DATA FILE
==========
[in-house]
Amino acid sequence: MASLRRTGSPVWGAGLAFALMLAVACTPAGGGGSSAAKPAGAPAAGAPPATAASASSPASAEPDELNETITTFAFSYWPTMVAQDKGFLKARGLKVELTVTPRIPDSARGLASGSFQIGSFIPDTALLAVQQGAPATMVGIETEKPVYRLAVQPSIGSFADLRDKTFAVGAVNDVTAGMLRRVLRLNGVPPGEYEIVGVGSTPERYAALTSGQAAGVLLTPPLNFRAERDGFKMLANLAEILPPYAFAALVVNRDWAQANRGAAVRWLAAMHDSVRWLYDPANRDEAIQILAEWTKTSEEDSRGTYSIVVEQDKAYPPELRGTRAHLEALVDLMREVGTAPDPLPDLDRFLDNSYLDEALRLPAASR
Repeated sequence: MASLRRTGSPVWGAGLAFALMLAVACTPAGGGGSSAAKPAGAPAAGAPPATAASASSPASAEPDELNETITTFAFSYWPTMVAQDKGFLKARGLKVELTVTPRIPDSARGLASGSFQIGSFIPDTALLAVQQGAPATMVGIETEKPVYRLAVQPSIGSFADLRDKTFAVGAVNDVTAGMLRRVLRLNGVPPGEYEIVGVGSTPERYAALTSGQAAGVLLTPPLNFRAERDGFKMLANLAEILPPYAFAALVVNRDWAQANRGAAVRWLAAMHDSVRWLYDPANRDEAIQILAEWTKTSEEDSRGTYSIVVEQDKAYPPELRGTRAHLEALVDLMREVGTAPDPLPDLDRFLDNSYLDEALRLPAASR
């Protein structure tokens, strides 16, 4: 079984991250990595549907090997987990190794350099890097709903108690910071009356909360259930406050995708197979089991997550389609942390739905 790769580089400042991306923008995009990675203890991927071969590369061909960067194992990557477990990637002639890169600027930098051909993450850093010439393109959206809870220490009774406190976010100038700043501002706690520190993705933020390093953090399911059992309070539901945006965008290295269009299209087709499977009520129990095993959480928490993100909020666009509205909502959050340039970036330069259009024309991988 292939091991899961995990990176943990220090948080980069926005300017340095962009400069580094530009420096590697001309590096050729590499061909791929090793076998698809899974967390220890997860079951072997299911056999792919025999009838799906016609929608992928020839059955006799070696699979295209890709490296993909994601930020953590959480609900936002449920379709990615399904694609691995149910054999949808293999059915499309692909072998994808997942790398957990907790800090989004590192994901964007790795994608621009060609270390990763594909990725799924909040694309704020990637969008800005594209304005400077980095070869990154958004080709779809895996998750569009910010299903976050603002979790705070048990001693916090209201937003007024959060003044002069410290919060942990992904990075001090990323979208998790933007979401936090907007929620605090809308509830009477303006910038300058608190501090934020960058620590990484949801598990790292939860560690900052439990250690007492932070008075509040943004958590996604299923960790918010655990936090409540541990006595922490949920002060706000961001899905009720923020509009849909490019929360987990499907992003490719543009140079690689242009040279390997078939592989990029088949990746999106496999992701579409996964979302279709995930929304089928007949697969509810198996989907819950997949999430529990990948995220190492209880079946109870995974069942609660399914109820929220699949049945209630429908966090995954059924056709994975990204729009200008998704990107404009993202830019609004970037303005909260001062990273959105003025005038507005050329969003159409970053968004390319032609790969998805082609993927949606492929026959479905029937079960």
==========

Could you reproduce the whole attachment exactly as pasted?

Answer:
[in-house]
Amino acid sequence: MASLRRTGSPVWGAGLAFALMLAVACTPAGGGGSSAAKPAGAPAAGAPPATAASASSPASAEPDELNETITTFAFSYWPTMVAQDKGFLKARGLKVELTVTPRIPDSARGLASGSFQIGSFIPDTALLAVQQGAPATMVGIETEKPVYRLAVQPSIGSFADLRDKTFAVGAVNDVTAGMLRRVLRLNGVPPGEYEIVGVGSTPERYAALTSGQAAGVLLTPPLNFRAERDGFKMLANLAEILPPYAFAALVVNRDWAQANRGAAVRWLAAMHDSVRWLYDPANRDEAIQILAEWTKTSEEDSRGTYSIVVEQDKAYPPELRGTRAHLEALVDLMREVGTAPDPLPDLDRFLDNSYLDEALRLPAASR
Repeated sequence: MASLRRTGSPVWGAGLAFALMLAVACTPAGGGGSSAAKPAGAPAAGAPPATAASASSPASAEPDELNETITTFAFSYWPTMVAQDKGFLKARGLKVELTVTPRIPDSARGLASGSFQIGSFIPDTALLAVQQGAPATMVGIETEKPVYRLAVQPSIGSFADLRDKTFAVGAVNDVTAGMLRRVLRLNGVPPGEYEIVGVGSTPERYAALTSGQAAGVLLTPPLNFRAERDGFKMLANLAEILPPYAFAALVVNRDWAQANRGAAVRWLAAMHDSVRWLYDPANRDEAIQILAEWTKTSEEDSRGTYSIVVEQDKAYPPELRGTRAHLEALVDLMREVGTAPDPLPDLDRFLDNSYLDEALRLPAASR
């Protein structure tokens, strides 16, 4: 079984991250990595549907090997987990190794350099890097709903108690910071009356909360259930406050995708197979089991997550389609942390739905 790769580089400042991306923008995009990675203890991927071969590369061909960067194992990557477990990637002639890169600027930098051909993450850093010439393109959206809870220490009774406190976010100038700043501002706690520190993705933020390093953090399911059992309070539901945006965008290295269009299209087709499977009520129990095993959480928490993100909020666009509205909502959050340039970036330069259009024309991988 292939091991899961995990990176943990220090948080980069926005300017340095962009400069580094530009420096590697001309590096050729590499061909791929090793076998698809899974967390220890997860079951072997299911056999792919025999009838799906016609929608992928020839059955006799070696699979295209890709490296993909994601930020953590959480609900936002449920379709990615399904694609691995149910054999949808293999059915499309692909072998994808997942790398957990907790800090989004590192994901964007790795994608621009060609270390990763594909990725799924909040694309704020990637969008800005594209304005400077980095070869990154958004080709779809895996998750569009910010299903976050603002979790705070048990001693916090209201937003007024959060003044002069410290919060942990992904990075001090990323979208998790933007979401936090907007929620605090809308509830009477303006910038300058608190501090934020960058620590990484949801598990790292939860560690900052439990250690007492932070008075509040943004958590996604299923960790918010655990936090409540541990006595922490949920002060706000961001899905009720923020509009849909490019929360987990499907992003490719543009140079690689242009040279390997078939592989990029088949990746999106496999992701579409996964979302279709995930929304089928007949697969509810198996989907819950997949999430529990990948995220190492209880079946109870995974069942609660399914109820929220699949049945209630429908966090995954059924056709994975990204729009200008998704990107404009993202830019609004970037303005909260001062990273959105003025005038507005050329969003159409970053968004390319032609790969998805082609993927949606492929026959479905029937079960």